One of my wisest friends in the world is a Turkish man named Zeki and likes to quote the poet Jalāl ad-Dīn Muhammad Rūmī or as is better known, simply, Rumi. Rumi was a theologian, scholar, poet and mystic who lived in Persia (b. 1207 – d. 1273). He wrote in Persian, Arabic, Turkish and Greek.
When you read aloud his poems—or hear them read aloud—the sound is intoxicating. It is said that he chose the language based upon the sound of the words, much like the Psalms of the Hebrew Bible/Old Testament often did. Onomatopoeia (the word sounds like the thing it describes) is a wonderful thing.
My friend Zeki has recently passed along two of Rumi’s passages and I cannot escape the thought of them. Rumi’s words are often simple but there is an incredible depth to his thinking.
One such passage was “I have learned that every mortal will taste death but only some will taste life.” One commentator, Imam Shaf’i, added, “Some people have passed away but their character has kept them alive. Others are alive but their character has killed them.”
I have met people—now gone—who remain alive because, indeed, their character allowed them to taste life and has kept their memories alive in the hearts of others. My beloved aunt and uncle were the dearest people on Earth to me. They tasted life well and shared it with everyone around them. Life with them was a feast of love and understanding.
And they are well-remembered. Their lives go on in the hearts and minds of others. My uncle lived to be almost 101 years old. My aunt had died about 12 years before. One day he was asked what was the most surprising thing about living to be one hundred.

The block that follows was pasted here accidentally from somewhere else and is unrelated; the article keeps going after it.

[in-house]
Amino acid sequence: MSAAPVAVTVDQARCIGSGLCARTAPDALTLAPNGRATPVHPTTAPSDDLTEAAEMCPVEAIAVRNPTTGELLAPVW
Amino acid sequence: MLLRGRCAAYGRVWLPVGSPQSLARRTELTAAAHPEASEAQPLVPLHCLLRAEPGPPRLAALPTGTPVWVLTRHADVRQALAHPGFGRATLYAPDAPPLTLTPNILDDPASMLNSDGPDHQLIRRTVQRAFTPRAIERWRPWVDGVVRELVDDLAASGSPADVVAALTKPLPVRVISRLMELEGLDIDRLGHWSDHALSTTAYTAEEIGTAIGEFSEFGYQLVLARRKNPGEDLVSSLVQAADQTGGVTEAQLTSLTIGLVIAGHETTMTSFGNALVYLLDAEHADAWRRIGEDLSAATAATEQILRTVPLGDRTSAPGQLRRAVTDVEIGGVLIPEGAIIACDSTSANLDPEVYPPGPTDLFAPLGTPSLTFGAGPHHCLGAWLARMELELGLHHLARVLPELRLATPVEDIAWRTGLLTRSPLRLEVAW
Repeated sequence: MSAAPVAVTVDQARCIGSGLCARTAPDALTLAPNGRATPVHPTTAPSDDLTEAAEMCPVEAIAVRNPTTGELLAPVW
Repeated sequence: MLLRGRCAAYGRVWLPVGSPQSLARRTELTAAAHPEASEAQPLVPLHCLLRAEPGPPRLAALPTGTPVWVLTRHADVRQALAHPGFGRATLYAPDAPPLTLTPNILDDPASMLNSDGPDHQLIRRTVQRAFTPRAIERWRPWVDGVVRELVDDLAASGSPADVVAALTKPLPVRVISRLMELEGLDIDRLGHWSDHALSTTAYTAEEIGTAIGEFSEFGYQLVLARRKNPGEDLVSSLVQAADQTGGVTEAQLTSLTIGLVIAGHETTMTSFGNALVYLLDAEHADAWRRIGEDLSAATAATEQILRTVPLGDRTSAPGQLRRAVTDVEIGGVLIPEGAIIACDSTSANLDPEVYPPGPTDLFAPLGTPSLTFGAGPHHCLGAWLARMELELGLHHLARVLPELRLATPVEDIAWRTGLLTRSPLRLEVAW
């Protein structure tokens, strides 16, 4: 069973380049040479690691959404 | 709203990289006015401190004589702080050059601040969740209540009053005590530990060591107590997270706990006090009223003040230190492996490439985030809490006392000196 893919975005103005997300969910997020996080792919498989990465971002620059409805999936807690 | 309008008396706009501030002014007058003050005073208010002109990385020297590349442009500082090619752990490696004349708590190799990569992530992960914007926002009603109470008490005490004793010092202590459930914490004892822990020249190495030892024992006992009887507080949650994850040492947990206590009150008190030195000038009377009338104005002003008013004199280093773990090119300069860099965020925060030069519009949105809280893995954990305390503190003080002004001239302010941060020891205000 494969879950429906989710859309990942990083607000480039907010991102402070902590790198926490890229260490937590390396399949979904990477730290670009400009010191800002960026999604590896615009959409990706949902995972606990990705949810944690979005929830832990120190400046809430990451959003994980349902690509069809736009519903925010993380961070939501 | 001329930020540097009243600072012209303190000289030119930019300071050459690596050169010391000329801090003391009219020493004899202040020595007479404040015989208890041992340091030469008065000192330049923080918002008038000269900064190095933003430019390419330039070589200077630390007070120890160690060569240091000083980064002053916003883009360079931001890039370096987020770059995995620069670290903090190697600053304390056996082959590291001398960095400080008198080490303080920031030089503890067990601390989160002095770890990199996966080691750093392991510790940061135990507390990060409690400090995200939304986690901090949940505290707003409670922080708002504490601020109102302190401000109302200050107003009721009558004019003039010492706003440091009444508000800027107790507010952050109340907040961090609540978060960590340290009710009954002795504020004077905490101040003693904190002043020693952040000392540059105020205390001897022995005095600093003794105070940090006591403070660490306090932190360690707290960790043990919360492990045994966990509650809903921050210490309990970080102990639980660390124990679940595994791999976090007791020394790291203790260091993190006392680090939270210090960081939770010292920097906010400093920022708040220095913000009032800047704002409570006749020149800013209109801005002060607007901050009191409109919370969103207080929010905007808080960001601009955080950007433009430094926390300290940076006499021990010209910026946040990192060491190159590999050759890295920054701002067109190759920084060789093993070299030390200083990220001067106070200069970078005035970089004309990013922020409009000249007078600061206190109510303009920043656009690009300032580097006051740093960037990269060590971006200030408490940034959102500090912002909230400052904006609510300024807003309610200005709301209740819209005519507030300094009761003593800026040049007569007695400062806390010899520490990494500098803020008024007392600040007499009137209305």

His answer, “I didn’t know how hard it would be to live so long without my girlfriend.”
Yet, he lived on and shared life with everyone around him. He would go to the mall almost every day to walk and get his exercise. At the mall, he would meet up with other senior gentlemen and get their rounds in.
One day, his son went to pick him up and went inside to find him. What he found was a huge birthday party in the middle of the mall in my uncle’s honor. But it wasn’t just the other seniors who were in attendance. Oh, no. There were many young women who worked in the mall who were there with him. The old charmer.
But that was him and that was the life he and my aunt created together and shared with others.
Which brings me to the second Rumi quote from my friend Zeki. “Come, whoever you are…come. Our caravan is not a caravan of despair…Come, come again.”
This is the richness of life. To travel together in life and peace and understanding is the caravan in which I want to journey. The interesting thing about caravans—or wagon trains—is that not everyone begins at the same place and ends at the same place. Some people join along the way or drop off along the way. Everyone has their own journey and—for a time—we may travel together.
To those who join with us at whatever point, “Come, whoever you are…come. Our caravan is not a caravan of despair…Come, come again.”
Thank you, Zeki.